Sultan Al Qassemi

The twitter king of the Arab Spring talks to Burhan Wazir

The World Today
2 minute READ

Burhan Wazir

Editor, Coda Story

Photo: The National, Abu Dhabi

Photo: The National, Abu Dhabi

 

You’ve established yourself as a one-man news agency covering the Arab world. How did that happen?

When the uprising in Tunisia erupted I knew that Ben Ali was finished and tweeted on January 5: ‘Avenue of Martyr Mohamed Bouazizi, 1985-2011’ Soon afterwards there was indeed an Avenue Mohamed Bouazizi. Then Egypt broke out and I shifted into tweeting gear again. I took time out from work and was tweeting over 20 hours a day with intermittent sleep. When a family friend was getting married I tweeted from the wedding. I felt I had a responsibility to keep the information coming.

But what about the professional news agencies?

There was a niche in translating entire speeches by Arab dictators. The Western newswires would usually come out with just a two-line sentence after a three-hour rant by former Libyan dictator Muammar Gaddafi. But there was much more of interest for the public. A week before Time chose my Twitter feed as one of the “140 Best Twitter Feeds” the magazine relied on my translation of his speech to write an entire feature about Gaddafi. I was honoured to have contributed, albeit in a small way, to making people around the world more aware about the region.

What role has modern technology played in unearthing news about unrest in the Arab World?

Social media were a tool used by activists who paid for their opposition to entrenched regimes by being jailed or even killed. The Arab uprisings of 2011 would have occurred anyway due to the flagrant injustice, entrenched corruption and brutal dictatorships throughout the Arab world.

In the old days all you had to do was switch off the printing presses to kill bad news. Did Ben Ali and Mubarak underestimate the power of Twitter and Facebook?

The internet was indeed switched off in Egypt in what must be one of the most notable events, not just of the Arab uprisings, but throughout the world in 2011. Yet the revolution continued and gained momentum. Keep in mind that the coup of 1952 in Egypt occurred without social media.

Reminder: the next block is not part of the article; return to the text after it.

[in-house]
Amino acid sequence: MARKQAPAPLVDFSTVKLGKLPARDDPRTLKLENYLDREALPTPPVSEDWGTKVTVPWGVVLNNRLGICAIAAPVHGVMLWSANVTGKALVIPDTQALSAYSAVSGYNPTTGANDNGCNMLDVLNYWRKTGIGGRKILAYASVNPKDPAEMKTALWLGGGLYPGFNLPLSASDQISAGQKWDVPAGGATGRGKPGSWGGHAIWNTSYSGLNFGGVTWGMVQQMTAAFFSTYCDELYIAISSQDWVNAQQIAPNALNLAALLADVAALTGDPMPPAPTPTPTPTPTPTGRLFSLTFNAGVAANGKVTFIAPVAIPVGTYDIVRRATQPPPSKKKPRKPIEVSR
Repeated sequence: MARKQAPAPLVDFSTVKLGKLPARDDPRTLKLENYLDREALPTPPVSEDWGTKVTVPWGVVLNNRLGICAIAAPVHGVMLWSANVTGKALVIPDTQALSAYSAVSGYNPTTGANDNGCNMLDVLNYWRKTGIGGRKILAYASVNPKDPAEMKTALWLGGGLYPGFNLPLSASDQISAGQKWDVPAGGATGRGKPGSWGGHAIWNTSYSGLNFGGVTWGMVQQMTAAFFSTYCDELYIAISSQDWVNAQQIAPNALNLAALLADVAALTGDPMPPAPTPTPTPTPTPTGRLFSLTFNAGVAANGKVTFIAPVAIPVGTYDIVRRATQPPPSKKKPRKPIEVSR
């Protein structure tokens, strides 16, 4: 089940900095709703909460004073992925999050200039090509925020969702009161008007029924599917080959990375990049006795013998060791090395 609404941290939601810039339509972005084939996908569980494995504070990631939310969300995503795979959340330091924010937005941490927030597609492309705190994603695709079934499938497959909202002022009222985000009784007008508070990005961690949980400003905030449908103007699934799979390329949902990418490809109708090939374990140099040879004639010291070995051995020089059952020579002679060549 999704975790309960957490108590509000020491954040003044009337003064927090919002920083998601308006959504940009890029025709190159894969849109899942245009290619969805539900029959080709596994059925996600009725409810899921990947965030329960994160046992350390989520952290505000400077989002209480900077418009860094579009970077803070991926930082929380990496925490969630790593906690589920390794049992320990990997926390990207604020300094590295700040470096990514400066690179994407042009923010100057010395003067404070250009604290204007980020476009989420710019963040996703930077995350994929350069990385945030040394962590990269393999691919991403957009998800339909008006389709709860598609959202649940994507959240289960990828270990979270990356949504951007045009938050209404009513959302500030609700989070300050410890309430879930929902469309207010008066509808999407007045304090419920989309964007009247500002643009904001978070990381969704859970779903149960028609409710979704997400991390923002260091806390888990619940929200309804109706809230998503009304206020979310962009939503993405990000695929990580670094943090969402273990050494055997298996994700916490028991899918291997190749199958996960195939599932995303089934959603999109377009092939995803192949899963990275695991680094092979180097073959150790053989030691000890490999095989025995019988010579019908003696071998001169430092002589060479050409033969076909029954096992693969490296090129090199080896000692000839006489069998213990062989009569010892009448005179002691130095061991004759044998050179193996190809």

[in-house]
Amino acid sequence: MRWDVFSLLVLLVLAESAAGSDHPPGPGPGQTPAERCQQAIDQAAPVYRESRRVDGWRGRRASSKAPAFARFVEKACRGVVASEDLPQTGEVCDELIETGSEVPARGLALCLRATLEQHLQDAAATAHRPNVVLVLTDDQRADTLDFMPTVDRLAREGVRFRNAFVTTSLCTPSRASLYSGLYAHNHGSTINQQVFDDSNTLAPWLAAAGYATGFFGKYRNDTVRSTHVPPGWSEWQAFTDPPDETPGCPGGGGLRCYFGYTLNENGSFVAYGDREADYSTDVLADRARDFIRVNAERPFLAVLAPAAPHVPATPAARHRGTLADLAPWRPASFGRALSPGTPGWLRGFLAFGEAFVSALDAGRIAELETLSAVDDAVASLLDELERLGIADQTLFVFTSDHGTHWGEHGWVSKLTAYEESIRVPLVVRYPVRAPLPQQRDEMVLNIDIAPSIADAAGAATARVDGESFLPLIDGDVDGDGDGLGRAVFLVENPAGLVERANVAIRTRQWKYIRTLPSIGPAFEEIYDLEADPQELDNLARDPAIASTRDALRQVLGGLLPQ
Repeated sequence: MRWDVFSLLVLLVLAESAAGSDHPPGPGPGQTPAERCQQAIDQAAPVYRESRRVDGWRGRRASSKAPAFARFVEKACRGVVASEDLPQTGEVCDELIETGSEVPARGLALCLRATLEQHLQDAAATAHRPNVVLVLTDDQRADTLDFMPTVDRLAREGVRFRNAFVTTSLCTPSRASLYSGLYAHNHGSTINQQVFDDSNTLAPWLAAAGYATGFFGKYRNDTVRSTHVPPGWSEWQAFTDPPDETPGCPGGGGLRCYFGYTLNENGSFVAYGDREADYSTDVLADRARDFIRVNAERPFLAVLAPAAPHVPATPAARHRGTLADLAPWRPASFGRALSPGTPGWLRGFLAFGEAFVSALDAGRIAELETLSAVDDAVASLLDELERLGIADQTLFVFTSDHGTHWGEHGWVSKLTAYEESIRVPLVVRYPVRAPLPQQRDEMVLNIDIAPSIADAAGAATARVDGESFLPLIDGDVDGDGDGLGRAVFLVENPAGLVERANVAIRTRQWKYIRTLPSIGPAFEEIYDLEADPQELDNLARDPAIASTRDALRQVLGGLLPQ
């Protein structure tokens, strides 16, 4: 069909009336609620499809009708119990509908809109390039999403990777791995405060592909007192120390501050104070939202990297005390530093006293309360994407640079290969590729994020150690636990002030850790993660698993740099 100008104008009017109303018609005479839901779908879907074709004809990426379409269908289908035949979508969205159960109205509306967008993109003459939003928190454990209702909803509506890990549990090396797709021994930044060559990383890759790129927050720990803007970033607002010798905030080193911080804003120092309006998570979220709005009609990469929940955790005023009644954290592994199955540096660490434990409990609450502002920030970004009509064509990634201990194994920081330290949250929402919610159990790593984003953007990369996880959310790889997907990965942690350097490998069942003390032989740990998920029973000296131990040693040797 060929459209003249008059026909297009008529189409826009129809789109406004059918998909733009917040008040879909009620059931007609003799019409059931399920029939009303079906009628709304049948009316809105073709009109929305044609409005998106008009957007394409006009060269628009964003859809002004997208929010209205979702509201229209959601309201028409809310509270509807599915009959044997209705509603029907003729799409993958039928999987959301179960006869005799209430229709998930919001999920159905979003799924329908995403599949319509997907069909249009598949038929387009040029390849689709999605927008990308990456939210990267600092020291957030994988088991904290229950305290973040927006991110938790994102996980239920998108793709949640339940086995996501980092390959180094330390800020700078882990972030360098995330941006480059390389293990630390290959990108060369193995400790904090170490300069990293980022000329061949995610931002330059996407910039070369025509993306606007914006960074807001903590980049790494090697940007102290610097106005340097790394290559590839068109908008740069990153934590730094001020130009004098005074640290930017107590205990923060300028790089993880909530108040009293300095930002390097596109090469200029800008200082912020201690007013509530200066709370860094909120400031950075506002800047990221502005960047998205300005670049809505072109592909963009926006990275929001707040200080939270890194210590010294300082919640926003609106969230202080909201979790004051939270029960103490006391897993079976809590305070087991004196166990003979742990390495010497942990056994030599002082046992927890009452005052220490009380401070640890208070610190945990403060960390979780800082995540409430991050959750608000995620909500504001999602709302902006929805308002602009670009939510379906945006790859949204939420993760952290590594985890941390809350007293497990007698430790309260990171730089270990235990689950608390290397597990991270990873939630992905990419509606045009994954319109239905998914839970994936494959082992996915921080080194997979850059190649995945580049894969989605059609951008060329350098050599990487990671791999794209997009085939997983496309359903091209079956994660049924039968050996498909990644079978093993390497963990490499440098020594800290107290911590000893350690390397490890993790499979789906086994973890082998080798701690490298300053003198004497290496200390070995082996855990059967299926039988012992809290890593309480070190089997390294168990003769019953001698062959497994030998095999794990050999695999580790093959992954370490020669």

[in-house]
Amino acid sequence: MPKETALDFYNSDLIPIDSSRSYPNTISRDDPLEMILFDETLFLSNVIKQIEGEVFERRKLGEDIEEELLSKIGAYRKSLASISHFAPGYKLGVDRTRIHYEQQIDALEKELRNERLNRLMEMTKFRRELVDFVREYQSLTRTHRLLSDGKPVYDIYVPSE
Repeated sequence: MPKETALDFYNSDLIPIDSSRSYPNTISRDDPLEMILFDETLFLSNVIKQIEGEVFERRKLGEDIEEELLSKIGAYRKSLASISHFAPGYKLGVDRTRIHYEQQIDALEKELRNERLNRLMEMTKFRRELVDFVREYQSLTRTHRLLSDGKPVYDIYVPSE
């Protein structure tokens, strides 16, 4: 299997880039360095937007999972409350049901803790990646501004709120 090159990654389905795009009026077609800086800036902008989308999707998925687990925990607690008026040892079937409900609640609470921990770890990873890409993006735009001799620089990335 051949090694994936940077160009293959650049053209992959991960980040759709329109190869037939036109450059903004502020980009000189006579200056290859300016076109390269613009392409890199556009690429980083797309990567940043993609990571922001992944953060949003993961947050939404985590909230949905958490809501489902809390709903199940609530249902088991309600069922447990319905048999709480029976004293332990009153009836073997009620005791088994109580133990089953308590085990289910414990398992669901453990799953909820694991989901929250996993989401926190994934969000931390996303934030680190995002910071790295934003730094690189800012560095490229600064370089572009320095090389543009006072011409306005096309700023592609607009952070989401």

Describe a typical day in your life.

I wake up and read the printed edition of Gulf News, a regional daily that I have read for 20 years. I then exercise on the treadmill while watching the news for one hour. I go to work, a family business that involves investing in regional markets. I follow developments in the Arab world closely. Issues such as corruption and who has been appointed to head whichever government authority overlap in the business and socio-political worlds.

What will happen in Egypt, Syria and Libya?

I am very hopeful of Egypt and Tunisia. I think the situation in Syria will deteriorate due to the delusional dictatorship. Libya is really on the fence and can go either way.

Are you optimistic of progress?

Despite the recent gains of Islamist parties I remain very positive about the region’s political future. For several decades these parties have been sidelined and some people assumed that they hold the key to all their troubles. As soon as the Arabs realise that Islamic parties aren’t the magic solution, they will start voting more with their minds and less with their hearts.

Lastly, what do you think about the anti-austerity protests in Europe and America?

Tough love is needed in Europe. Many countries over-spent and must now face the music. It is essential that investments are not withheld in areas that will potentially create jobs such as technology and infrastructure.